cookie Like most websites, Essex Walks uses cookies.
 By browsing this site you agree to our use of cookies.
  Click to find out more


Essex Walks: Wormingford

  1. Description
  2. Directions
  3. Photos
  4. History

Description & Map

Title: Wormingford
Distance: 5+ miles
Time taken: 2 hours
Location: Between Bures and Great Horkesley, N.E.Essex
OS Explorer Map: 196 Sudbury, Hadleigh & Dedham Vale
Grid Ref.: TL 934 316
Parking: Church Road, Wormingford, CO6 3AD.
Bus:bus Chambers 753 Sudbury - Colchester
Train: No service
Refreshment: The Crown, Wormingford. Tel: 01787 227405
PEAR Rating: PEAR Rating Parking: 2/3 Easiness: 1/3 Amenity: 3/3 Refreshments: 2/3

[Click image to enlarge]

OS map extract 
[Click image to enlarge]

Download and print all 3 for your walk: 1. pdf Download Directions PDF
2. pdf Download PDF photo-set
3. pdf Download Wormingford Map PDF
View online on 3 different interactive maps: Link to full screen os map Wormingford Map (Ordnance Survey)
Link to full screen Google map Wormingford Map (Google)
Bing map Wormingford Map (Bing OS 1:25k)
Additional information: gpx GPX track
Elevation View Elevation Profile
Display local weather Wormingford Weather
Stour Valley The Lodge Airfield boundary Stumps River Stour Wisteria

Walk Description

The sleepy village of Wormingford sits on the southern bank of the River Stour with views across to Suffolk. The walk starts towards the south and skirts the boundary of the Essex and Suffolk Gliding Club, where you can see gliders landing on the wide open spaces of the airfield. The strange "Aeolian harp" sound produced by the rapid winch launch of the gliders is something that can be heard throughout the walk on a calm warm day. The route then descends towards the Stour Valley and passes through the grounds of Wormingford Hall, after which it passes over the rolling hills intersecting the Stour Valley Path. At the Stour itself there are picturesque views of the weir and river from Mill House and from the bridge that joins Suffolk and Essex. The return path meanders back over a varied route through the ancient part of Wormingford village with the Norman St Andrews Church, before returning to the main village. This walk is memorable because there is such a lot of open cross field walking involved, affording a sense of space and freedom as your senses drink in the vast expanses of countryside around you.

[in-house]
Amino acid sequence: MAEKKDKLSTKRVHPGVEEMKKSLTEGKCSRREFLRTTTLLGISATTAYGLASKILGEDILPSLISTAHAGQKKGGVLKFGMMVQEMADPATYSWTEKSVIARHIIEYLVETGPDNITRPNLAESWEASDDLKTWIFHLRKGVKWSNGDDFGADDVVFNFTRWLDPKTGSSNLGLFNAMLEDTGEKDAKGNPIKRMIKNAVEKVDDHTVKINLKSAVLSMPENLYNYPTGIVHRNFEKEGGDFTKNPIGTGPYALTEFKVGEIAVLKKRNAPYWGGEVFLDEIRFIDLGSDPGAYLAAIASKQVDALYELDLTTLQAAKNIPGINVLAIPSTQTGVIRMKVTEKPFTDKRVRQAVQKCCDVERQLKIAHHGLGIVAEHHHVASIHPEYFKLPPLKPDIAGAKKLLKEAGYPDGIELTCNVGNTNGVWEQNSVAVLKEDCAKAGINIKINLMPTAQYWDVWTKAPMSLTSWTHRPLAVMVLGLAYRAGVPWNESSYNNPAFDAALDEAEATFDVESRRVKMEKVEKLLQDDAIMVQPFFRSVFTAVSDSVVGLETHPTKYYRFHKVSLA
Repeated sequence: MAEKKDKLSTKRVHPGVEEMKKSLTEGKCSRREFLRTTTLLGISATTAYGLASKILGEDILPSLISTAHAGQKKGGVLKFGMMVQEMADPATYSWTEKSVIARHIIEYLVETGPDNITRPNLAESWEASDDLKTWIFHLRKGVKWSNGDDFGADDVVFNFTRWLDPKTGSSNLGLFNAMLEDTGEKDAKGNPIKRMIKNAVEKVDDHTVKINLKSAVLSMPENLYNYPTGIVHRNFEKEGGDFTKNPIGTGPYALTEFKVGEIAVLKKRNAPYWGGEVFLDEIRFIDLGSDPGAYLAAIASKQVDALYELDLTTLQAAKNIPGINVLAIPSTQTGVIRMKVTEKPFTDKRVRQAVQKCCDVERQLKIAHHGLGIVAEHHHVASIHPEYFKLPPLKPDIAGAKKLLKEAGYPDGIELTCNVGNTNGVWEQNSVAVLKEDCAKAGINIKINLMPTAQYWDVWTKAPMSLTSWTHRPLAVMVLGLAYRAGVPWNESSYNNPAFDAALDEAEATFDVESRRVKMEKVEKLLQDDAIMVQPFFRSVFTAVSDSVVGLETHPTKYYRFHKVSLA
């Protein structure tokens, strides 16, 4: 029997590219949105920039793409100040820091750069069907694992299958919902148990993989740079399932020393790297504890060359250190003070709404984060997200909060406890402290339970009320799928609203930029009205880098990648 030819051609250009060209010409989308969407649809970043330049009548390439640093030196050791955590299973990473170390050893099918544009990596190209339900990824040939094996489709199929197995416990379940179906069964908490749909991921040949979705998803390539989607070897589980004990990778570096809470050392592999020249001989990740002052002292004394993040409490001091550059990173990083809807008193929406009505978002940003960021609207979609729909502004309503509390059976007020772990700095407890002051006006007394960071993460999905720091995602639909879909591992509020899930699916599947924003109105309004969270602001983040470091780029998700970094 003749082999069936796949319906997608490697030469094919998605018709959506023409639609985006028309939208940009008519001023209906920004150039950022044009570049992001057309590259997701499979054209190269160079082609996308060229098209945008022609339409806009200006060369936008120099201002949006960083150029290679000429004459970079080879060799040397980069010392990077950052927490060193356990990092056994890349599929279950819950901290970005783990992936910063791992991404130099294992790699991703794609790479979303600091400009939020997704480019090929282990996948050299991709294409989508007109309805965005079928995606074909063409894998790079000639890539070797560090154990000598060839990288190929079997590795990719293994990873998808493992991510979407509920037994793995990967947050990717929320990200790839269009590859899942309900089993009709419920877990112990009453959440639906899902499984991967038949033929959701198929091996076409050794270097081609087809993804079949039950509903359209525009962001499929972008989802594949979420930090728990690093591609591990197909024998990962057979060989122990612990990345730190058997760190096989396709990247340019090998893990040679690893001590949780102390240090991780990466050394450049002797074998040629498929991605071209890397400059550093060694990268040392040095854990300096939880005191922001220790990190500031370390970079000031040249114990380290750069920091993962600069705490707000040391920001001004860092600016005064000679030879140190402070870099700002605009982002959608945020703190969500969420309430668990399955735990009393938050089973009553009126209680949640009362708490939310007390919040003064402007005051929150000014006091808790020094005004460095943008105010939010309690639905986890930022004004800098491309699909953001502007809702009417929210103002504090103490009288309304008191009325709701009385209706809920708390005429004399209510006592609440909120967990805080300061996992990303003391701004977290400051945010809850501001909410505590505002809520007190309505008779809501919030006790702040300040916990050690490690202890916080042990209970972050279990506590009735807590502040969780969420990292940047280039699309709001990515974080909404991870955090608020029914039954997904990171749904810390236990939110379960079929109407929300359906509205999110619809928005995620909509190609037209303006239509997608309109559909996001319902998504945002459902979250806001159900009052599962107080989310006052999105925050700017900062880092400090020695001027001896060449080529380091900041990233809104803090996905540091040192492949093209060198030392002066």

pdf Download Description & Directions PDF here

A. Park on Church Road, off the Main Road (B1058) (P)Walk back to the main road, turn left, and walk down the road for 500 yards until the houses on the left end with Wood Hall. Just past Wood Hall, take the track (Packards Lane) heading south (1) for nearly half a mile.
B. At a staggered junction with a bridleway, turn right onto the bridleway heading west, with the ditch to your left (2).
C. In a third of a mile you will reach Fordham Road. The entrance to the Gliding Club is on your left, but turn right and take the footpath via a footbridge opposite (3).
D. Follow the footpath with the hedge between you and the airfield for a quarter of a mile, until you reach the airfield's concrete perimeter footpath. Turn right here (4).
E. If you've come on the right day, you will see an impressive display of gliders being winched launched and landing. At a small raised reservoir, you will see a footpath to the right - ignore this and carry on round the perimeter track for another quarter of a mile. and take the footpath on the right heading across the field to a small clump of trees 100 yards away (5).
F. Going through the trees into the next field, turn right along the field edge and head down the hill for a third of a mile (6).
G. When you reach a junction of footpaths at the edge of a copse, carry on to the end of the copse where there is another FP crossroads signpost and turn right with a dog-leg back along the field edge in the direction of Wellhouse Farm. (7).
H. Emerging onto the farm track by the farm house, turn left passing Mill Bungalow (8). At the junction of Peartree Hill and Bell Hill, there is a footpath up the bank on the right (9). Take this and walk east across the field for 320 yards to a footbridge (10).
I. The footbridge leads into a meadow (11) which after another footbridge takes you up to Wormingford Hall. Turn right on the access road,(12) and look for a stile on the left behind the Hall.